GI Dagstuhl Seminar “Software Engineering for Intelligent and Autonomous Systems (SEfIAS)” (2018)

Schloss Dagstuhl, August 19 – 24, 2018, GI-Dagstuhl Seminar 18343
Seminar page at the Dagstuhl website: http://www.dagstuhl.de/18343

SEfIAS'18 is a GI-Dagstuhl seminar for early-career researchers working in the areas of software engineering, and intelligent and autonomous systems.

Organizers

Ada Diaconescu (Télécom ParisTech, FR)
Simos Gerasimou (University of York, UK)
Thomas Vogel (HU Berlin, DE)

Photo by Schloss Dagstuhl - LZI GmbH

Documents

List of participants
List of talks
Program

Motivation

Software systems are increasingly used in application domains characterised by uncertain environments, evolving requirements and unexpected failures. Sudden system malfunctioning raises serious issues of security, safety, loss of comfort or revenue. To tackle this challenge, researchers and practitioners investigate how to engineer intelligent and autonomous software systems capable of dynamically adapting themselves without any or with limited human involvement. Through using closed-loop control, typically realized with software, these systems can autonomously identify abnormal situations, analyse alternative adaptation options, and finally, self-adapt to a suitable new configuration.

Over the past years, several research communities have devoted significant efforts to devise methodologies, algorithms and frameworks for engineering autonomous computing systems. Some noteworthy examples include the SEAMS, ICAC/ICCAC, SASO, Self-Aware Computing and AAMAS communities. Irrespective of the incarnation and particular focus of each community, the main objective remains the same, that is, to make computing systems more intelligent and autonomous.

Despite the mutual interests, these communities typically participate in disjoint research forums such as workshops, conferences and journals. Hence, they rarely have the opportunity to meet in a common venue. The SEfIAS GI-Dagstuhl seminar aims to bridge the gap between these communities and make an initial step towards strengthening interaction and collaboration between these communities.

Seminar Objectives

The main goal of the SEfIAS GI-Dagstuhl seminar is to bring together early-career researchers from the SEAMS, ICAC/ICCAC, SASO, Self-Aware Computing and AAMAS communities working in the area of software engineering for intelligent and autonomous systems.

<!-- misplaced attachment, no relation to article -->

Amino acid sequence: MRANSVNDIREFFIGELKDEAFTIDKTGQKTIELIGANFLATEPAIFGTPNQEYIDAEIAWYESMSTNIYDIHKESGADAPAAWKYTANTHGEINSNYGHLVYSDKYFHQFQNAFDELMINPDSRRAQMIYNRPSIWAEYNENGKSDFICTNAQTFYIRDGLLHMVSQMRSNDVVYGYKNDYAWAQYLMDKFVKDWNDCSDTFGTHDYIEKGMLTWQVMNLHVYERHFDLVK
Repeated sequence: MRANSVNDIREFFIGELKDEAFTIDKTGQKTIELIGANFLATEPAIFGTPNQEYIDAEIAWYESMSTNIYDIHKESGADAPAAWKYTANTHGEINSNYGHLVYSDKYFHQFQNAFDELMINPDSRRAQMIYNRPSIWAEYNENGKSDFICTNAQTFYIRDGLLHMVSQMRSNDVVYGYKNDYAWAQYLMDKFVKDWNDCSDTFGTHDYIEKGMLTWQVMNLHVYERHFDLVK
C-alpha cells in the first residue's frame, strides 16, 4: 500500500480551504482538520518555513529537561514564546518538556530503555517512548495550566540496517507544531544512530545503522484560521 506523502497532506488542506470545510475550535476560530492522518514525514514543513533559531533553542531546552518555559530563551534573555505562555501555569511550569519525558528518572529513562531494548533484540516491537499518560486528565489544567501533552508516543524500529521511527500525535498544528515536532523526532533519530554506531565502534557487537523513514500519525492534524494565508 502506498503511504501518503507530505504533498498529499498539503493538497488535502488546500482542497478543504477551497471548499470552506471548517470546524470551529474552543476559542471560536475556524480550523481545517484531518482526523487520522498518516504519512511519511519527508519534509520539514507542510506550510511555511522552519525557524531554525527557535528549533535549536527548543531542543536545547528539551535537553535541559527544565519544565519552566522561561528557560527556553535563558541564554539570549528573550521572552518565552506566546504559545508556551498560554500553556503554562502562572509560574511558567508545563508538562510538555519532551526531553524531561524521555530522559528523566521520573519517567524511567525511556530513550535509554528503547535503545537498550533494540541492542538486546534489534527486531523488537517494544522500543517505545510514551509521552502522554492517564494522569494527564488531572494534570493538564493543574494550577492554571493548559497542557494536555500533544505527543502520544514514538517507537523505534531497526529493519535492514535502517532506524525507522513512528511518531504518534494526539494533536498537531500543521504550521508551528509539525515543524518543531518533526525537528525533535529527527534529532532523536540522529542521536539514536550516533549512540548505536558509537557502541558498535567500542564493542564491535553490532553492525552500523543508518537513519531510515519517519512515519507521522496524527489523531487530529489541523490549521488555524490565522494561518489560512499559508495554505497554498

The seminar has the following specific objectives:

  • Enable researchers to present their research  and learn about the state-of-the-art approaches and methodologies from adjacent fields
  • Provide a forum for demonstrating the research activities conducted by the individual communities with the purpose of identifying commonalities and differences among these communities
  • Strengthen interaction among researchers by exchanging ideas, discussing research challenges and establishing collaborations towards joint research projects
  • Envision the future of engineering intelligent and autonomous systems

Travel Information

Travel information can be found on How to Get to Dagstuhl. Please check also the Upon your arrival / prepare your stay page.

To reach Schloss Dagstuhl from Frankfurt Main Station or Frankfurt Airport, you can take the regional train to Türkismühle (trains run every hour, alternating between a direct connection and a connection requiring a transfer in Mainz; check out bahn.de for connections) and then for the last mile a taxi from Türkismühle to Dagstuhl (20 min. ride). Though it will be likely more expensive, you may also take a taxi directly from Frankfurt Airport.

Taxis should be booked at Taxi Martin (taxi company cooperating with Schloss Dagstuhl) as people booking for the same time and place will be grouped, which reduces the costs per person. When contacting Taxi Martin, you may also ask about the number of people who have already booked a taxi four your time and place. Prices for taxis are listed on the page linked above.

Acknowledgement

We would like to thank the Gesellschaft for Informatik e.V. (GI, German Society for Informatics) and Schloss Dagstuhl for partially funding this seminar.